Military Drawdown in Iraq May Complicate Tribal Outreach and Humanitarian Engagement

U.S. Civilians Must Continue to Work, Live and Succeed in Iraq

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Dr. Derrin Smith (far left) meets with Sheikh Ahmed abu Risha, head of the Anbar Awakening movement.

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Dr. Derrin Smith (far left) meets with Sheikh Ahmed abu Risha, head of the Anbar Awakening movement.

Yahoo! News asked service members and their families for their perspective on Obama's decision to withdraw U.S. troops from Iraq. Below is a story from a reader.

FIRST PERSON | When I worked at the Provincial Reconstruction Team (PRT) in Anbar Province in 2007 and 2008 as a Provincial Action Officer for the U.S. government, we were just coming out of the bloodiest period of the Iraq war. Through aggressive tribal outreach and humanitarian engagement, in remote and dangerous corners of Anbar, the PRT and U.S. military (Marines, Army and special operations forces in particular) were able to enlist the support of tribal and religious leaders.

For example, we met frequently with Sheikh Ahmed abu Risha, who became leader of the Sahwah movement to drive al Qaeda in Iraq (AQI) out of Anbar when his brother Sheikh Sattar--the founder of the Sahwah--was assassinated in autumn 2007. Using heavily armored military convoys, Marine Corps V-22 Osprey aircraft, Sea Knight CH46 helicopters, and relying heavily on our military personnel, our civilian teams engaged every corner of Anbar Province. The impact of these meetings was enormous and the influence of these remote missions by U.S. diplomats, civilian subject matter experts, and military personnel cannot be underestimated. Meetings such as these cannot be as effectively and safely managed in the absence of U.S. military experts who are about to be withdrawn.

The complete withdrawal of U.S. troops in Iraq by the end of 2011, a date originally established by President Bush in 2008, is welcome news to all military families. The Iraqi government refused to provide immunity for any U.S. military advisors that would remain in Iraq beyond the Bush end-date.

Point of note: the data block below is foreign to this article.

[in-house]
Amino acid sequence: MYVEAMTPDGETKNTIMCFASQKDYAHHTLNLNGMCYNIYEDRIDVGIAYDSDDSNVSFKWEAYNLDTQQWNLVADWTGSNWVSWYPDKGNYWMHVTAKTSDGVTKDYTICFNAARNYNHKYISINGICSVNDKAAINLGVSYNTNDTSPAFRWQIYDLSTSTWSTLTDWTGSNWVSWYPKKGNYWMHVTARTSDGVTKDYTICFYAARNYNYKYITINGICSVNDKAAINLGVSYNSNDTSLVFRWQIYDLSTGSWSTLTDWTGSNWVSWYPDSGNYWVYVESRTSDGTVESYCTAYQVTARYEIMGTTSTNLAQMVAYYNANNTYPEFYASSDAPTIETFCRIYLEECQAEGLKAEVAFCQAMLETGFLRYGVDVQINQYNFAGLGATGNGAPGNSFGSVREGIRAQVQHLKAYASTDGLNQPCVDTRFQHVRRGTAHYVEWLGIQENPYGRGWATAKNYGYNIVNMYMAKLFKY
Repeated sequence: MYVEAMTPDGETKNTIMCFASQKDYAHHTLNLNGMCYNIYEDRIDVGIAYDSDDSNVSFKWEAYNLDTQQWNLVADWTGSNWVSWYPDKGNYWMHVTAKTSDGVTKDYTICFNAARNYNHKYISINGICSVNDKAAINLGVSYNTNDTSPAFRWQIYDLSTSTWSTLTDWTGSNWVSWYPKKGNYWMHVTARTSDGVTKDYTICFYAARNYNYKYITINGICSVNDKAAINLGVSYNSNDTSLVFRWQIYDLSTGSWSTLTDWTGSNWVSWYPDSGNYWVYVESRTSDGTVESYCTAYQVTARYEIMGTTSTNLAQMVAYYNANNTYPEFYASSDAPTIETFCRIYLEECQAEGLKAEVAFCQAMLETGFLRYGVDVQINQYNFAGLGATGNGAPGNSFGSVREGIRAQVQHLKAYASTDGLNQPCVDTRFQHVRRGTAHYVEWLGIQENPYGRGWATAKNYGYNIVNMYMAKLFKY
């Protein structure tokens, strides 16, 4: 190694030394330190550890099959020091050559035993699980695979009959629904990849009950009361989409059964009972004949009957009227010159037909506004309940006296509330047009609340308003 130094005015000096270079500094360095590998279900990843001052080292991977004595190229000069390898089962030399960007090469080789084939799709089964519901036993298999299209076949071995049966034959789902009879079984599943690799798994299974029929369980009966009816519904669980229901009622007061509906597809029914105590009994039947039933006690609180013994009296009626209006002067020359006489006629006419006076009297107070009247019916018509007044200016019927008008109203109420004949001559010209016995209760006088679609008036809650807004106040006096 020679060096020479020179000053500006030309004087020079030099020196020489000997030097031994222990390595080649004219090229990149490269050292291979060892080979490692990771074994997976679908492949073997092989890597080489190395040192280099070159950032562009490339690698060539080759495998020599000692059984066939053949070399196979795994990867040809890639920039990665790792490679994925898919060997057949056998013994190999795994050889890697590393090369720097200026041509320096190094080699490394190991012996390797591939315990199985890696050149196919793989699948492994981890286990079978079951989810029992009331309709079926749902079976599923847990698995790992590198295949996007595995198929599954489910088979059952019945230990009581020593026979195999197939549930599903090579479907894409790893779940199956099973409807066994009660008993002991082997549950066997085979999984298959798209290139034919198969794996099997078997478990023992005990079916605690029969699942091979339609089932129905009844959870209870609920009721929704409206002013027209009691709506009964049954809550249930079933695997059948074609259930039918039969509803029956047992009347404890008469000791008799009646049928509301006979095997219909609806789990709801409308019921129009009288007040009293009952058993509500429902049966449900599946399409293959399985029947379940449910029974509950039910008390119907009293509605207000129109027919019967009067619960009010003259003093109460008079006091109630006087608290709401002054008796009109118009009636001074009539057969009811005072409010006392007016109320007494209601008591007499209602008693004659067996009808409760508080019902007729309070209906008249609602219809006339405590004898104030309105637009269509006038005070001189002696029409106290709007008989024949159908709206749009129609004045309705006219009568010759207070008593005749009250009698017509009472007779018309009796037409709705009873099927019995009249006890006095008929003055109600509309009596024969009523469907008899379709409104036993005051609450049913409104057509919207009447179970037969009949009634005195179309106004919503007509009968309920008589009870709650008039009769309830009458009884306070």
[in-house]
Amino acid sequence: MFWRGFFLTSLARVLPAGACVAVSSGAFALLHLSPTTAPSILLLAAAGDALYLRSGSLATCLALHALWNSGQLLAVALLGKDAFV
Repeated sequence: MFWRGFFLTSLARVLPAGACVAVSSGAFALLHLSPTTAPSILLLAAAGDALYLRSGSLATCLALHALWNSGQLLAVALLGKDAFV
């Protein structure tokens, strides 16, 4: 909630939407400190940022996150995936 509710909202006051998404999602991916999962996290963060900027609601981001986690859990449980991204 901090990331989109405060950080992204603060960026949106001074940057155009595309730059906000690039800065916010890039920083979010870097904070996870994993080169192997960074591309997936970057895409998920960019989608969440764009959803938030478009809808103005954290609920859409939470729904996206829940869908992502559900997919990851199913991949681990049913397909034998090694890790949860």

Although the Iraqi government sought to keep some U.S. troops there to bolster security training of the Iraqi forces against stubborn terrorist groups, agreement could not be reached. So, our U.S. security engagement in Iraq ends in a whimper, not a bang. As with all political acts, President Obama's decision to adhere to the Bush withdrawal guidelines has unintended consequences. Civilians, diplomats, aid workers and a variety of contractors from the United States will continue to work on tough missions across the country. But, they must now succeed without the aid, support, logistics and security provided by U.S. military personnel.

I sat across from Sheikh Ahmed abu Risha and looked in his eyes as he spoke, reading whether he was a man of honor. I walked the Syrian border where a special economic development zone was planned, to give jobs and purpose to the lives of restive young men. I delivered cash and advice to remote businessmen working to create a future in their shattered villages.

I met with a revered religious leader, who was also the uncle of a young Iraqi man killed in a special operations raid, to explain what happened and prevent messages of hate from infecting the Friday sermons across Anbar. All missions were accomplished thanks to the professionalism and constant presence of our men and women in uniform. I couldn't have done it without them and wonder: what next, Iraq?

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